USS Tryon (APH-1)
USS Tryon (APH-1) in San Francisco Bay shortly before deployment.
|Namesake:||James R. Tryon|
|Builder:||Moore Dry Dock Company, Oakland, California|
|Laid down:||26 March 1941|
|Launched:||21 October 1941 as SS Alcoa Courier|
|Commissioned:||30 September 1942 as Tryon (APH-1)|
|Decommissioned:||20 March 1946|
|Struck:||17 April 1946|
|6 battle stars (WWII)|
|Fate:||Transferred to the US Army, 17 July 1946|
|Name:||USAT Sgt. Charles E. Mower|
|Namesake:||Charles E. Mower|
|Acquired:||17 July 1946|
|In service:||25 August 1947|
|Out of service:||1950|
|Fate:||Transferred to the Military Sea Transportation Service|
|Name:||USNS Sgt. Charles E. Mower (T-AP-186)|
|Acquired:||1 March 1950|
|Out of service:||16 June 1954|
|Struck:||1 July 1960|
|Type:||Tryon-class Evacuation Transport|
|Displacement:||9,920 long tons (10,079 t) light|
|Length:||450 ft (140 m)|
|Beam:||62 ft (19 m)|
|Draft:||23 ft 6 in (7.16 m)|
|Propulsion:||Steam turbine, single shaft, 8,500 hp (6,338 kW)|
|Speed:||18 knots (33 km/h; 21 mph)|
|Complement:||460 officers and enlisted|
USS Tryon (APH-1) was laid down as SS Alcoa Courier (MC hull 175) on 26 March 1941, by the Moore Dry Dock Company, Oakland, California and launched on 21 October 1941 sponsored by Mrs. Roy G. Hunt. After the attack on Pearl Harbor, she was designated for U.S. Navy use and assigned the name Comfort in June 1942. Comfort was renamed Tryon on 13 August 1942, acquired by the U.S. Navy on 29 September 1942, and commissioned on 30 September 1942, with Comdr. Alfred J. Byrholdt in command.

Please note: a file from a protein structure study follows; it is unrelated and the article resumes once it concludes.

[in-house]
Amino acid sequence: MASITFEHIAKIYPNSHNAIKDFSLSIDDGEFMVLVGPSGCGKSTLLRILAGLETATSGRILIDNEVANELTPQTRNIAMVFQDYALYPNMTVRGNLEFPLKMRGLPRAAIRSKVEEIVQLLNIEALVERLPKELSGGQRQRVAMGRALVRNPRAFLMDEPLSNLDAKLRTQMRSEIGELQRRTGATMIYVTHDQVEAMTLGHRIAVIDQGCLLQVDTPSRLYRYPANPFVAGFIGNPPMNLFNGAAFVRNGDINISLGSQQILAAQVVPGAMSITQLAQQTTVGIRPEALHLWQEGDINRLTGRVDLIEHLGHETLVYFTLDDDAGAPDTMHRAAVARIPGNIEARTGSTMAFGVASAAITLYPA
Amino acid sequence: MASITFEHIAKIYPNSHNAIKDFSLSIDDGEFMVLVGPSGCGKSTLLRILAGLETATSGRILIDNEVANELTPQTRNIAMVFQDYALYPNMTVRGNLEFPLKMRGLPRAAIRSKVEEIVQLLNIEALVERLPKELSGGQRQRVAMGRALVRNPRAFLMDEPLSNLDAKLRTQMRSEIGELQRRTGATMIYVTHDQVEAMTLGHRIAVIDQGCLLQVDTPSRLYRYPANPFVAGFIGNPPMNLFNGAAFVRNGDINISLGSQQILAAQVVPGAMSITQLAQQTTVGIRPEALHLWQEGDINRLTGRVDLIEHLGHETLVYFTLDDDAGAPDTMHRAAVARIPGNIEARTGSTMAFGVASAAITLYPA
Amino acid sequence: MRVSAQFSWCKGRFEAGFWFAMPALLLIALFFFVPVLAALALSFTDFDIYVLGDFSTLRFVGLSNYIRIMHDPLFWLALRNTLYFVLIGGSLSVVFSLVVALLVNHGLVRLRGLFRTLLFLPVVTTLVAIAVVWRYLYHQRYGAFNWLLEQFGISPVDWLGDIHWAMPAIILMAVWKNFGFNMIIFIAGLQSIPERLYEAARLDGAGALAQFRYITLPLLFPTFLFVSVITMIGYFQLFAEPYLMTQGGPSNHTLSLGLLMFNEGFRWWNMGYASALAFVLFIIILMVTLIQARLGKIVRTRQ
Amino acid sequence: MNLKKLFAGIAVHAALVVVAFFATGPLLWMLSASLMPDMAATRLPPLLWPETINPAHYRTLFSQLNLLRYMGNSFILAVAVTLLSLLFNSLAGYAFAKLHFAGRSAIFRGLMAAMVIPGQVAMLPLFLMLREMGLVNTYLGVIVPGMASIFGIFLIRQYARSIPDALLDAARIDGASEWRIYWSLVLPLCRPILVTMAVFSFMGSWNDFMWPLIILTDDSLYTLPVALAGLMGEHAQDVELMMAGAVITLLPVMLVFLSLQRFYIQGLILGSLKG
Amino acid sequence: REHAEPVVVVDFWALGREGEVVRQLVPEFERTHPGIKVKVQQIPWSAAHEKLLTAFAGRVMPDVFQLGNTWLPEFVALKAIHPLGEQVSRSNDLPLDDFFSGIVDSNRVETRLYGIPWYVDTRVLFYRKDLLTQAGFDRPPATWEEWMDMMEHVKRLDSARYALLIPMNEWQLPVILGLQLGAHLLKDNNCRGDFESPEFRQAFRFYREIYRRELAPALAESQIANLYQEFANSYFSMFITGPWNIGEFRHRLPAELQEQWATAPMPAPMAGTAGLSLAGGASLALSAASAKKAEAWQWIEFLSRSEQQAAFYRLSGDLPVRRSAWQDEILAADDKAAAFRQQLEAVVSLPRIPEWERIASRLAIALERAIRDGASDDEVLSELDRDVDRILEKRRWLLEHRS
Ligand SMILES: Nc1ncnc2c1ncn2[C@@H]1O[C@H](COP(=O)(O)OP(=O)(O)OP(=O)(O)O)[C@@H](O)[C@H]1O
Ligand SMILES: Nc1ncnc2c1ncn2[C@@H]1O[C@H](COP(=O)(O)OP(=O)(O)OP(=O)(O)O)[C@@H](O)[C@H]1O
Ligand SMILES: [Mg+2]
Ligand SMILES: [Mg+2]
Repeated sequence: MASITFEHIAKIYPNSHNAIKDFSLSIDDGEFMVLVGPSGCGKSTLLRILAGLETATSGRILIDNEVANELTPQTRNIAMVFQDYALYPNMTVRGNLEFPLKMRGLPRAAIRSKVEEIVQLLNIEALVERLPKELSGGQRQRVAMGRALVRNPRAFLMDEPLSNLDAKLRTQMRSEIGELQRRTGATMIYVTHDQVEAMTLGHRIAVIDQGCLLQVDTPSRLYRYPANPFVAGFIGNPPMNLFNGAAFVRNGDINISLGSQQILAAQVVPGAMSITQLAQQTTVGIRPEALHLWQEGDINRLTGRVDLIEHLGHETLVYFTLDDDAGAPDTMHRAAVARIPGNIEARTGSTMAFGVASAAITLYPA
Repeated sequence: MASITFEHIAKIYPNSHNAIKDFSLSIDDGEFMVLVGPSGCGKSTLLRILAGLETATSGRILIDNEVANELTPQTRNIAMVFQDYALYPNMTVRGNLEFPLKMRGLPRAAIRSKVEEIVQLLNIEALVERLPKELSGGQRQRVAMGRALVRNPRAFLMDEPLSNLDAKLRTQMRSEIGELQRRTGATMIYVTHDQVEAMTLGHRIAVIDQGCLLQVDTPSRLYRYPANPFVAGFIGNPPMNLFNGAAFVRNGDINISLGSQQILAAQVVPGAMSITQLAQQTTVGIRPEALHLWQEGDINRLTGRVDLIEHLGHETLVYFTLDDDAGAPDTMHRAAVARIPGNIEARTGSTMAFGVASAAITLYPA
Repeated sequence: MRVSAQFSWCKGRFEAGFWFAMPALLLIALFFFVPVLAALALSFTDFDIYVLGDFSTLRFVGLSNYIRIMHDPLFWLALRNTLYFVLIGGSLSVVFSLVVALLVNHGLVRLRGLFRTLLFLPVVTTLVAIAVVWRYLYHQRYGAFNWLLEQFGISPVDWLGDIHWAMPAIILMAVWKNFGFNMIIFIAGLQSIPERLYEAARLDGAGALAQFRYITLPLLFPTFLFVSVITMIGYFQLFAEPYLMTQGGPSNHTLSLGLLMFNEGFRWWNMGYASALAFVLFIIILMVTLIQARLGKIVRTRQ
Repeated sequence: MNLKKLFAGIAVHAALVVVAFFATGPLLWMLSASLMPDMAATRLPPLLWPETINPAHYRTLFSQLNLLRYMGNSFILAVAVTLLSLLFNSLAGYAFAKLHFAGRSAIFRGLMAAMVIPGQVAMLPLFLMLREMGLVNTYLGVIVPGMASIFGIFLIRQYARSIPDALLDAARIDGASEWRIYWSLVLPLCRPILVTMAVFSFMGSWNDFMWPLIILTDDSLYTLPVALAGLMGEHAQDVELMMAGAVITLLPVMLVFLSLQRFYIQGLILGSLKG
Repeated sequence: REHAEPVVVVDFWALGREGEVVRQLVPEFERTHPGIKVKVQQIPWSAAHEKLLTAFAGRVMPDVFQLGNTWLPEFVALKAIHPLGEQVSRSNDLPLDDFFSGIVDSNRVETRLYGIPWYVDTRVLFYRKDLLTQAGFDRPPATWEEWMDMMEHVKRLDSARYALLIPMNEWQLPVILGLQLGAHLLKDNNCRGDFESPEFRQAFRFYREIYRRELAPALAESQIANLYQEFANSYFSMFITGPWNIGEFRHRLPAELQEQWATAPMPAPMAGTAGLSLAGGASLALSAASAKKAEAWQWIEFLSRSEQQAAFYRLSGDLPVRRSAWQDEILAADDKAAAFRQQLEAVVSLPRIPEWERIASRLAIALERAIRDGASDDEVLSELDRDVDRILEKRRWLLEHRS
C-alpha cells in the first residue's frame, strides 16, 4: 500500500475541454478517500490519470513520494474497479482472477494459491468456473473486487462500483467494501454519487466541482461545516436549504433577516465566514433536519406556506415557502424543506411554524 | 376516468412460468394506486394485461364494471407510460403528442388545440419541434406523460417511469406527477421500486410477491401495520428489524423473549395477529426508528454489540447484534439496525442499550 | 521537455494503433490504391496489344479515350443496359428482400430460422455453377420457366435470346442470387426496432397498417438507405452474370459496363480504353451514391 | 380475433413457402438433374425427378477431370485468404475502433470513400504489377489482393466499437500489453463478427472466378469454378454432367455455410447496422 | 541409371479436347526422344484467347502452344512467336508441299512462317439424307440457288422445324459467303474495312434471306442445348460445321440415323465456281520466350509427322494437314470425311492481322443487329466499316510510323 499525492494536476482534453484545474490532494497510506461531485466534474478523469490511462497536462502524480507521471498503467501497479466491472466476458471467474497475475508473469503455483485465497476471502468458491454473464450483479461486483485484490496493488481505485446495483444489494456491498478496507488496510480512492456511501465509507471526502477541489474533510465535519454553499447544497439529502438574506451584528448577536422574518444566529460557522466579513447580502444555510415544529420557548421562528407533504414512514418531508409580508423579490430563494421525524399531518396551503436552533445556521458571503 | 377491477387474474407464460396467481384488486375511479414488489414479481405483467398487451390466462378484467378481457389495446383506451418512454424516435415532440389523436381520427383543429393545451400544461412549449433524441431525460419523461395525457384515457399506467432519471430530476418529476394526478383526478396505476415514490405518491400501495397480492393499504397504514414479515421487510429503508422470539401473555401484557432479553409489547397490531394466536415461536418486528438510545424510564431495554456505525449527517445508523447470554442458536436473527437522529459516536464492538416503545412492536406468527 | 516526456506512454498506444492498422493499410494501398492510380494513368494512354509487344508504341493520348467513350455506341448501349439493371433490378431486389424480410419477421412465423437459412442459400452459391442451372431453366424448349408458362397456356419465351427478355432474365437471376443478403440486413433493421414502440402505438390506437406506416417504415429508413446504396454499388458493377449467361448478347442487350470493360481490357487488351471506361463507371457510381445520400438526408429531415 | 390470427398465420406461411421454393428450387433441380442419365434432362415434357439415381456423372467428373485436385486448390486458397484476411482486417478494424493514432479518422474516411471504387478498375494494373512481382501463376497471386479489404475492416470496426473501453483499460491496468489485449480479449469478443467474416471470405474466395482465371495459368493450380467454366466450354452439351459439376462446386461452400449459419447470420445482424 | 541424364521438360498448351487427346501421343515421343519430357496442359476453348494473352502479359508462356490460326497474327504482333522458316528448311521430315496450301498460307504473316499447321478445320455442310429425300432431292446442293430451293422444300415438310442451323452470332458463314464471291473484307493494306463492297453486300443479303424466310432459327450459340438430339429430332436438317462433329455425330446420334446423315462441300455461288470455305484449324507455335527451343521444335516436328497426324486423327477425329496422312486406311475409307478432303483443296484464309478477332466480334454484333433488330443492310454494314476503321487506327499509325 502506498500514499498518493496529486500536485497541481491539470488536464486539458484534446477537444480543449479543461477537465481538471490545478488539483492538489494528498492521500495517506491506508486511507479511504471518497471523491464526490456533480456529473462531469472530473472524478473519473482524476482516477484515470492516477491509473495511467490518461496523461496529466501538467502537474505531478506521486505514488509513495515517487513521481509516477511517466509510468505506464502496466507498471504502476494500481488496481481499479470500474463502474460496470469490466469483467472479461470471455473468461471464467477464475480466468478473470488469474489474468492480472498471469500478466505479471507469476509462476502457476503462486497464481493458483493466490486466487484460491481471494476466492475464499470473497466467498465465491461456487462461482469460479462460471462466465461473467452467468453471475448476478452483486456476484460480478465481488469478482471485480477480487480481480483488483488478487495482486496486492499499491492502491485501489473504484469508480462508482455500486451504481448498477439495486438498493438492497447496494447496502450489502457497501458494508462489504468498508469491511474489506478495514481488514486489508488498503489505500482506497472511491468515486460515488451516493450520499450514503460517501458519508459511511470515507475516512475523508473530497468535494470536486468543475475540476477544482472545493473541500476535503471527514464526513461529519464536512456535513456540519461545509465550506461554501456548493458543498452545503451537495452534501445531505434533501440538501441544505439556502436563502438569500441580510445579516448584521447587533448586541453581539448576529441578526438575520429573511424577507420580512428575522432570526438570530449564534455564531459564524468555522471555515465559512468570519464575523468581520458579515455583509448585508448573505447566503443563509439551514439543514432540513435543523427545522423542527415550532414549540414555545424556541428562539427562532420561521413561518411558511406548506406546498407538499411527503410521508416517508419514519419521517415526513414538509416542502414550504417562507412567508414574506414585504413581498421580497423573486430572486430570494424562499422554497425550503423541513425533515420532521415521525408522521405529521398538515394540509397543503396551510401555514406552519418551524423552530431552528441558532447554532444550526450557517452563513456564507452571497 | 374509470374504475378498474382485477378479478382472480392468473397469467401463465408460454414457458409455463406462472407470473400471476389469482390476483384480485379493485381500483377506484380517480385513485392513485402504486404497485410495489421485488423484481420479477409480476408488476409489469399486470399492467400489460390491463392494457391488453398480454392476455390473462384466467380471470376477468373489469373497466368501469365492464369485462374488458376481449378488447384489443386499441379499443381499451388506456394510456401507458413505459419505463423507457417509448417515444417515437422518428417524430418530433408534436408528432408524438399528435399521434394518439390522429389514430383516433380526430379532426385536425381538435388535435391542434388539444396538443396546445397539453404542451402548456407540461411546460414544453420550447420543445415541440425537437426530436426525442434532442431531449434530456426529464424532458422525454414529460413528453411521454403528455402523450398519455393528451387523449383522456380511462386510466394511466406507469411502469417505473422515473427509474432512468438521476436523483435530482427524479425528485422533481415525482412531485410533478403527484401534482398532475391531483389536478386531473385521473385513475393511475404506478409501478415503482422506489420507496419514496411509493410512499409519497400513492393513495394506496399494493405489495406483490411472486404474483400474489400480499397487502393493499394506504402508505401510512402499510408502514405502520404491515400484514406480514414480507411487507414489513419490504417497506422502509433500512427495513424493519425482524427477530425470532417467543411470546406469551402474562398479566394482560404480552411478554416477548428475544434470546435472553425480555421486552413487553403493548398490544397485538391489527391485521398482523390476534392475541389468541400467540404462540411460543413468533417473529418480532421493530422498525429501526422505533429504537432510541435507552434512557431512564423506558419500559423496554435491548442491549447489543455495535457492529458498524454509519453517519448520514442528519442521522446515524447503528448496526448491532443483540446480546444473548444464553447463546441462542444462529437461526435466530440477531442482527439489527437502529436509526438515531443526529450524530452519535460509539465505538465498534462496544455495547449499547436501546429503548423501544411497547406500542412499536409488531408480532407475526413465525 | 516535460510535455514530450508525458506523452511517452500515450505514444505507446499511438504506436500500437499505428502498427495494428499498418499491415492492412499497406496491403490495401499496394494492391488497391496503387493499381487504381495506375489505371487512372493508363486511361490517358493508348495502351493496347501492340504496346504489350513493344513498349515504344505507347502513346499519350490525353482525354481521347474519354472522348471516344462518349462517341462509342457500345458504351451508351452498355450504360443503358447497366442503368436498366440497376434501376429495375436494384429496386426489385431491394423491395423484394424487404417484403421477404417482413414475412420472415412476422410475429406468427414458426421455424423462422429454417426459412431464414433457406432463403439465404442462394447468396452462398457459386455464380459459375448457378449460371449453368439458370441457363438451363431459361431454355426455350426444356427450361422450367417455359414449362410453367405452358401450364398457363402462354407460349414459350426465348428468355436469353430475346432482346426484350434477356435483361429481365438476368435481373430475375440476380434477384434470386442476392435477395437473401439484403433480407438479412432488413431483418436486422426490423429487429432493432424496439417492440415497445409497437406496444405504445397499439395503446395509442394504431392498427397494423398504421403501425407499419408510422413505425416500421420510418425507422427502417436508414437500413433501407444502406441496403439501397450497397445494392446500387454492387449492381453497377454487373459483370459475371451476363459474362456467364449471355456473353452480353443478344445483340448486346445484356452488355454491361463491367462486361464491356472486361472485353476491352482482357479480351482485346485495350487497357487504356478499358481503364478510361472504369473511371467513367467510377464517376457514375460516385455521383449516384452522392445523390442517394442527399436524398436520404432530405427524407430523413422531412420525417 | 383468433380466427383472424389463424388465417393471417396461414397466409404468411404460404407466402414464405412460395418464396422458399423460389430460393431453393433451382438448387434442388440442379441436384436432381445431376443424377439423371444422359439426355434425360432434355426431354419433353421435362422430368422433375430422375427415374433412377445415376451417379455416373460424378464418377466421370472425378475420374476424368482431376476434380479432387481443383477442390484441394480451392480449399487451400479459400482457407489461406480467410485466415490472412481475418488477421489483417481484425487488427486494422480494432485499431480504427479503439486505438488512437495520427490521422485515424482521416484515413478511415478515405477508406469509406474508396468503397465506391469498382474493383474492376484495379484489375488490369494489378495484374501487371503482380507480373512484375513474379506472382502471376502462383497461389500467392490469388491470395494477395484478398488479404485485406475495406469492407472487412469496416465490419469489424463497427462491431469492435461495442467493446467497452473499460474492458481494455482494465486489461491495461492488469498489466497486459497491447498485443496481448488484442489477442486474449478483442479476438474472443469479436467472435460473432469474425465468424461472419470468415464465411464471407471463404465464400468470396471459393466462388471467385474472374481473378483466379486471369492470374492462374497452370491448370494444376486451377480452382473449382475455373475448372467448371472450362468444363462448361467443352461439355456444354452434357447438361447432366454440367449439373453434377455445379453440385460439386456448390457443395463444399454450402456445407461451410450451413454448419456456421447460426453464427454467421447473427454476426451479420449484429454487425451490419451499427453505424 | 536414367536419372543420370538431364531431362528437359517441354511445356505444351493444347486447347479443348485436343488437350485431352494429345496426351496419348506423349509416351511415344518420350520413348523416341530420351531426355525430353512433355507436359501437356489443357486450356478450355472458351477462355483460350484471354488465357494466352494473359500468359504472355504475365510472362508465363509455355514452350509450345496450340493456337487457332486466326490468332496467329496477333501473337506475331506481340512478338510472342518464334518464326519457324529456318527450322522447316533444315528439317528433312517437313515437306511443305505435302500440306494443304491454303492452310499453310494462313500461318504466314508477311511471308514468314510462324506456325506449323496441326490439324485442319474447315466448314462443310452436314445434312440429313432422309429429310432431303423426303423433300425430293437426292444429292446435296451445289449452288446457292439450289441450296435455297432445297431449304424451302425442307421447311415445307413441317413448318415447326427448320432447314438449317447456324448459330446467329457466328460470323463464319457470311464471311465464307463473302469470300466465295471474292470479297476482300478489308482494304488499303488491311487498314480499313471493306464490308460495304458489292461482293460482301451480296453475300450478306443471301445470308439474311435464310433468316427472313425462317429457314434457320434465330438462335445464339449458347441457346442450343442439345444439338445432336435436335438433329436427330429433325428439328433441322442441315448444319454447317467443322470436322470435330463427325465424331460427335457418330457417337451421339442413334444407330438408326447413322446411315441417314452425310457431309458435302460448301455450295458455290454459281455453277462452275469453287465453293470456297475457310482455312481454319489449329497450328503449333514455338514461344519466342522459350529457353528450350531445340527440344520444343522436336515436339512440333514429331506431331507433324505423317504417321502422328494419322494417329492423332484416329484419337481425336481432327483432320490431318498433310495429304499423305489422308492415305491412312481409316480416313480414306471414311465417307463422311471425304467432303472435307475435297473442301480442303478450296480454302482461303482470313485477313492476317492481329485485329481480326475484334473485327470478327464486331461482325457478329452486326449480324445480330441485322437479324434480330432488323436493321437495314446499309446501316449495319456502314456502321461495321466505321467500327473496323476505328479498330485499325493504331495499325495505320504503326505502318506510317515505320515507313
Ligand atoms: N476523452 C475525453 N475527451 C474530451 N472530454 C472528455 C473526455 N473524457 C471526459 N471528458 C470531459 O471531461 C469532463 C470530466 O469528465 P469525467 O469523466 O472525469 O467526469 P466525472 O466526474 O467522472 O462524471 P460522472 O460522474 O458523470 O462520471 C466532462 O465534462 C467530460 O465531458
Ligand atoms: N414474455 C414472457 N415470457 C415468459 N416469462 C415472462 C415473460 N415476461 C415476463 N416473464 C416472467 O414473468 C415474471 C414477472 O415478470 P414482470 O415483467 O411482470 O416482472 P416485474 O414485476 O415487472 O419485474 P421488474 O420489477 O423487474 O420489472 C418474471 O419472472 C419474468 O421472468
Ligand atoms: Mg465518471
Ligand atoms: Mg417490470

World War II
Tryon, an Evacuation Transport, got underway for San Diego on 9 October 1942 and departed from there on the 21st, bound for New Caledonia. On 7 November, she arrived at Noumea; joined the Service Squadron, South Pacific; and remained with that organization for the next 15 months, evacuating combat casualties from the Solomons to Suva, Noumea, Wellington, Auckland, and Brisbane. On her return trips to the forward areas, she carried priority cargo and troops for forces fighting the Japanese.
Tryon's first combat duty came in the Marianas during the summer of 1944. On 16 July, she joined Task Force 51 at Lunga Point and sortied for the invasion of Tinian. The hospital transport arrived off the beaches on the 24th, combat loaded with troops and equipment. After unloading, she embarked casualties for a week and then got underway for the Marshalls. The ship called at Eniwetok, New Caledonia, Espiritu Santo, and the Russell Islands before anchoring off Guadalcanal on 27 August 1944.
Tryon embarked 1,323 Marines of the 1st Marine Division and sortied on 8 September 1944, with Transport Division 6 of Task Force 32, for the assault on the Palaus. She was off the beaches of Peleliu on the morning of the 15th and disembarked elements of the assault wave. Then, serving as a hospital evacuation ship, she embarked 812 combat casualties and, on the 20th, stood out for Manus. She disembarked the patients at Seeadler Harbor four days later and headed back to Peleliu the next morning. The ship remained off the beaches from 28 September to 4 October and then joined a convoy bound for the Solomons.